The realms are double quoted in the warning messages. You will have to use double quotes in the command file if the realm contains any space characters. You can also use the realm "DEFAULT" to provide a default username and password. The default will be tried only if a password for the specific realm was not given. Once you have made these changes to your command file, check the site again to make sure that you entered all the information correctly. You will get warning messages for invalid username/password combinations.

Note: The HTTP protocol uses a named realm to identify a set of pages that share a common set of username/password combinations. This system was created so that visitors only need to be prompted for their username and password once (per session) in order to browse any number of pages in a given realm. Realms are often used to protect all the files under a particular subdirectory, but they can be used in other configurations.

Add Server-Side Image Maps
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If your site makes use of server-side images maps, you may have to add a -map option to your command file so Linklint knows how to find your .map files. See Server-Side Image Maps for a detailed explanation. You may have to add one of the following lines to your hostname file:
-map /cgi-bin/imagemap
-map /cgi-bin/imagemap.exe
-map /cgi-bin/htimage
You will also need to have the -root directory specified so Linklint knows where to look for map files locally on your machine.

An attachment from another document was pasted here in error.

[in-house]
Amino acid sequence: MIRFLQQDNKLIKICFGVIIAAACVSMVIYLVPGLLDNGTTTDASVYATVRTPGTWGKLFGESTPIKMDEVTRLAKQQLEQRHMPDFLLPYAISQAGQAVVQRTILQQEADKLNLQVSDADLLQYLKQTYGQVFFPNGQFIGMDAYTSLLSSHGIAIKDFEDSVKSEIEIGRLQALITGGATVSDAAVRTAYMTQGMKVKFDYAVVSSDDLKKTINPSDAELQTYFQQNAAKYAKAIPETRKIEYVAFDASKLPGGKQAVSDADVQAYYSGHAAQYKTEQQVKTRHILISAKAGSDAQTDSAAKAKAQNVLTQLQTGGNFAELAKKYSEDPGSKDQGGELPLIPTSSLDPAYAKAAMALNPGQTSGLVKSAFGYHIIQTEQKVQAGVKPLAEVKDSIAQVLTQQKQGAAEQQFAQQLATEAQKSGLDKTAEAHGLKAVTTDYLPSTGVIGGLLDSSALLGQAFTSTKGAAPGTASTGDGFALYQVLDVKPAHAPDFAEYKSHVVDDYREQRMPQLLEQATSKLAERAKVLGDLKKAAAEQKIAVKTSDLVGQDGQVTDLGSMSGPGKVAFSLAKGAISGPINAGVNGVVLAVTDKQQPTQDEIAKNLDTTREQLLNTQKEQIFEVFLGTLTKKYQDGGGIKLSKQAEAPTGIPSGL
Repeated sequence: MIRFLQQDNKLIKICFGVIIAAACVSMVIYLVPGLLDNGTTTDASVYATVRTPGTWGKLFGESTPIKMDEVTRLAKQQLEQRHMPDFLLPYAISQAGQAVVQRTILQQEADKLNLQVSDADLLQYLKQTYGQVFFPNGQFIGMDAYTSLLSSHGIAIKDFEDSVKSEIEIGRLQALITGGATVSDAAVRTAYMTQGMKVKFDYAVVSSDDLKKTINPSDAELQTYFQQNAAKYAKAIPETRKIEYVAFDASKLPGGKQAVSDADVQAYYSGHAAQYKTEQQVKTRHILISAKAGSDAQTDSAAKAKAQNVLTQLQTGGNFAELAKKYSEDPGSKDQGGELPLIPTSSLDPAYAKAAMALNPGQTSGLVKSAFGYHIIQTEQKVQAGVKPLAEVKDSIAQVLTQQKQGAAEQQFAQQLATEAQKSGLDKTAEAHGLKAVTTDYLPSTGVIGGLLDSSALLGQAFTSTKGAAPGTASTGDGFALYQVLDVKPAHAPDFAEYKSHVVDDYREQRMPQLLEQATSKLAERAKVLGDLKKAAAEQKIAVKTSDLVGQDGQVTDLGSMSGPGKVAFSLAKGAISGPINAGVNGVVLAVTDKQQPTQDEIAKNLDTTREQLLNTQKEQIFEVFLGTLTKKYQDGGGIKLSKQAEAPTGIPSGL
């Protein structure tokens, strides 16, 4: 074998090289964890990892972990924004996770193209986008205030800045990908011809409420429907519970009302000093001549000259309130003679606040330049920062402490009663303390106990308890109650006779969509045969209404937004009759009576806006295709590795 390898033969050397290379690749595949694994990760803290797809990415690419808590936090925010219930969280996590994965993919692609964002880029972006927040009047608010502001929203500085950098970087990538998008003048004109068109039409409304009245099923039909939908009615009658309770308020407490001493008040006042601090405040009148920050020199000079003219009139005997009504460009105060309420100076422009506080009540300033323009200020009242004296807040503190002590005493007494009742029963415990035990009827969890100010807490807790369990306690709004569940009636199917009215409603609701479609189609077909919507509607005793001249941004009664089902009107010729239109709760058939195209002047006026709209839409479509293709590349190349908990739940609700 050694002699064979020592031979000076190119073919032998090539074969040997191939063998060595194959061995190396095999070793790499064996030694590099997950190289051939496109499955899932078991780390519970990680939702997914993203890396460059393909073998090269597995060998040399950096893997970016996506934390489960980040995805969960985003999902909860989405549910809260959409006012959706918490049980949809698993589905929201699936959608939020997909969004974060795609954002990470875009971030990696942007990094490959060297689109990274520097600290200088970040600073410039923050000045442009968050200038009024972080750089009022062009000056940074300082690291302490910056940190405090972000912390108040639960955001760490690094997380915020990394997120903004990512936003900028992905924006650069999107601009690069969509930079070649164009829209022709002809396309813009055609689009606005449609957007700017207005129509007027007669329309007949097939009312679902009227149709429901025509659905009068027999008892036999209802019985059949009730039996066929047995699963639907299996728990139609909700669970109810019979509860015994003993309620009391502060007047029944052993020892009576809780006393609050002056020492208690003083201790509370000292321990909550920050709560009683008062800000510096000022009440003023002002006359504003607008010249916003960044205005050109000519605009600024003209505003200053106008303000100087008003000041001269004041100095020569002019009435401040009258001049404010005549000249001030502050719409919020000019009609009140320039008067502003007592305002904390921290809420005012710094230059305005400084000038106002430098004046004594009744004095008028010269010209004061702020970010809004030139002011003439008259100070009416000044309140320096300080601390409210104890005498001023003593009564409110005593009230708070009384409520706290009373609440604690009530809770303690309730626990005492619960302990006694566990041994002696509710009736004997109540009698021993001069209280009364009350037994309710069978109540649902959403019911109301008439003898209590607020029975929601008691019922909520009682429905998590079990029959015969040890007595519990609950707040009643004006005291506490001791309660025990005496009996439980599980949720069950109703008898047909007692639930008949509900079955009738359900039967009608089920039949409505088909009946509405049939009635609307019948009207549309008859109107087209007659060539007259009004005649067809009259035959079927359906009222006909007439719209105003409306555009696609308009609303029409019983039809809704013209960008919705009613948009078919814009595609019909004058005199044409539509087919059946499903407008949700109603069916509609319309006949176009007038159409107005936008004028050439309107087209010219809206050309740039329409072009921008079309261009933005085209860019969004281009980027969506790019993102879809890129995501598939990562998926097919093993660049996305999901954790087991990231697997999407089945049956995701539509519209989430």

Tracking Down Errors
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Sometimes the error messages generated by Linklint do not provide sufficient information for figuring out why an error was reported. In these cases it can be useful to look at the HTML tags that caused the errors. One way to see these tags is to use the -db3 flag. This flag causes all HTML tags that contain links to be printed out followed by the fully expanded links.

Here is one strategy for tracking down errors:

  1. Look in the errorF.txt or errorX.txt file to find the file that caused the error. Let's call its full (URL) path: /some/file.html
  2. Run linklint @hostname /some/file.html -db3 -doc dbdoc
    This will cause all the tags containing links in /some/file.html to be printed out in dbdoc/log.txt.
  3. Examine the dbdoc/log.txt file to see the HTML tags found by Linklint and the links that were extracted from these tags.
If you use this technique frequently, you can avoid repeated typing by making a debug command file:
# debug command file
-doc dbdoc
You can use this file to debug an HTML page with the command:
linklint @debug /some/file.html.
Server Redirection
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One of the worst causes of confusion in debugging broken links is server redirection. Some http servers are programmed to deliver a different page than the one a visitor asks to see.

The most benign form of redirection is when the server program sends back a moved status code (301 or 302), telling the browser that the page requested has moved, along with a new url. Linklint follows these links and reports all moved urls in the file mapped.txt.

Sometimes a server is programmed to serve up the contents of a page that is different from the page requested without giving any hints to the browser (or to Linklint) that a switch has been made. Take a simple example where fileA.html is mapped to fileB.html. Linklint will tell you fileA.html is missing whenever fileB.html is missing even if fileA.html exists!

Since the server is not providing any clues that this switch has been made, there is nothing Linklint can do to alleviate the situation. I can only suggest that you minimize your use of this type of server redirection and familiarize yourself with which links on your site have been mapped this way.

Home What's New Download Examples Documentation Links
Introduction Inputs Outputs Hints How it works Bugs Index
on this page
Cmd files · Memory · Passwords · Image maps · Errors · Redirection

Checked by Linklint © Copyright 1997 - 2001 James B. Bowlin